by Stewart Parker.
Finborough Theatre above The Finborough Arms 118 Finborough Road SW10 9ED To 10 June 2014.
Sun, Mon 7.30pm Tue 2pm.
Runs 2hr 15min One interval.
TICKETS: 0844 847 1652. (24hr No booking fees).
Review: Timothy Ramsden 1 June.
Smooth yet exhilarating dramatic ride.
When Stewart Parker’s first play reached a London pub theatre, the King’s Head in 1976 it seemed a golden career was dawning. Yet a brief West End transfer brought recriminations involving writer, composer, director and actors. And, after success in theatre, TV and radio, within a dozen years Parker was dead, still in his forties.
Now Spokesong’s back at a pub theatre, superbly revived by Finborough associate Guy Jones. He plays to Parker’s strength, the ability to create coherence and dramatic sense out of apparently loosely-linked scenes where plot relationships and incidents do not offer any obvious sculpting around a theme.
Instead the play lives through its own playfulness and sense of truth. Frank’s inherited the Belfast cycle shop which is also his passion. It’s threatened by terrorist bombs and council bulldozers. The playful mood means it doesn’t seem improbable the young woman wanting a bike repaired is called Daisy Bell (as in ‘Give me your answer, do’) or that the sweet, non-violent Daisy should be daughter to a local paramilitary boss.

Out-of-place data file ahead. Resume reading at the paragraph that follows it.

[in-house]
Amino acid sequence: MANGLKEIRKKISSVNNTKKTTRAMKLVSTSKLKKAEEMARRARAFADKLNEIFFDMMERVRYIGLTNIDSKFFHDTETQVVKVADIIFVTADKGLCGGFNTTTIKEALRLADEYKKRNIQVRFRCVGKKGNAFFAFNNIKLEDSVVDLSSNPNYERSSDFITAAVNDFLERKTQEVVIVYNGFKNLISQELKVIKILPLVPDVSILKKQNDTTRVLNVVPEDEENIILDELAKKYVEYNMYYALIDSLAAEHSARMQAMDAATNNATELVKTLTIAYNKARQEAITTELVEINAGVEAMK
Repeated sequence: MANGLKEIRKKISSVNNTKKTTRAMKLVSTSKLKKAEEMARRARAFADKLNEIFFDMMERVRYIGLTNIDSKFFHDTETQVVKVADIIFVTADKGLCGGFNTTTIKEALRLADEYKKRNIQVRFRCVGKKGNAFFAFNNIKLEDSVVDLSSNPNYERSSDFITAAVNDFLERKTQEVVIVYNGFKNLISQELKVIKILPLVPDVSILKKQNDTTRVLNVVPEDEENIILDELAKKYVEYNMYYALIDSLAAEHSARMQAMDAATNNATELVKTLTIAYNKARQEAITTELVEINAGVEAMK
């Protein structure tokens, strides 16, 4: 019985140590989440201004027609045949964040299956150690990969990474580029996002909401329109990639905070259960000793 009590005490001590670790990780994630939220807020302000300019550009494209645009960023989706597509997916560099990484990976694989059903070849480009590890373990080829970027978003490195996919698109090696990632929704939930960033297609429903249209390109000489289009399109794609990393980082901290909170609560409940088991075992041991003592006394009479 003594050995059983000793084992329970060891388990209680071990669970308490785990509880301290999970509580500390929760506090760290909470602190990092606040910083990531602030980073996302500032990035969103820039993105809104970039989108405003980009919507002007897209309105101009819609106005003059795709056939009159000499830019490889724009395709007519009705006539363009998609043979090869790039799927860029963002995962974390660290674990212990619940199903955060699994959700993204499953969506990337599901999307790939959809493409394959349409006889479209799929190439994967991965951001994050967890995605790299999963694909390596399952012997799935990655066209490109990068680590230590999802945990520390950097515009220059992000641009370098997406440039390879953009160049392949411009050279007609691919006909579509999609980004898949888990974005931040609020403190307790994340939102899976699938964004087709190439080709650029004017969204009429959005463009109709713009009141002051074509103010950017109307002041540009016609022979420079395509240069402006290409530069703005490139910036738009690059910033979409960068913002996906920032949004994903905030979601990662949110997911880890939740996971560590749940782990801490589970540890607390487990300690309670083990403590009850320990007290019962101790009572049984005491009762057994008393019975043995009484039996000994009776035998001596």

Part of this playfulness, again, is Ben Callon’s MC and collection of cameos, providing songs and bringing both sides of The Troubles into the shop.
Grandad met J B Dunlop, of tyre fame, and fought in a cycle force during World War I. Though War Bike is unlikely to follow War Horse’s success, the sense of continuity contrasting destruction, of goodness and love, is unsentimentally moving.
Time’s been kind to Parker. In the mid-70s Frank’s vision of thousands of bikes available for public use must have seemed fanciful. Now, with cycle lanes, paths and serried rows of bikes for hire in London, it seems prophecy.
Jones and designer Bethany Wells capture the freewheeling spirit of the script visually and in the flow of scenes as relationships develop and time shifts. The strong cast work as a fine ensemble in moments of choreographed cycling action, Stephen Cavanagh is resolute yet sympathetic as Frank, while Elly Condron and Melanie McHugh provide a sense of purpose in a world where the women seem a step or two ahead of the men.
Trick Cyclist: Ben Callon.
Frank: Stephen Cavanagh.
Daisy: Elly Condron.
Francis: Jack Power.
Kitty: Melanie McHugh.
Julian: Paul Mallon.
Director: Guy Jones.
Designer: Bethany Wells.
Lighting: Elliot Griggs.
Composer/Musical Director: Ben Osborn.
Movement: Rachel Yates.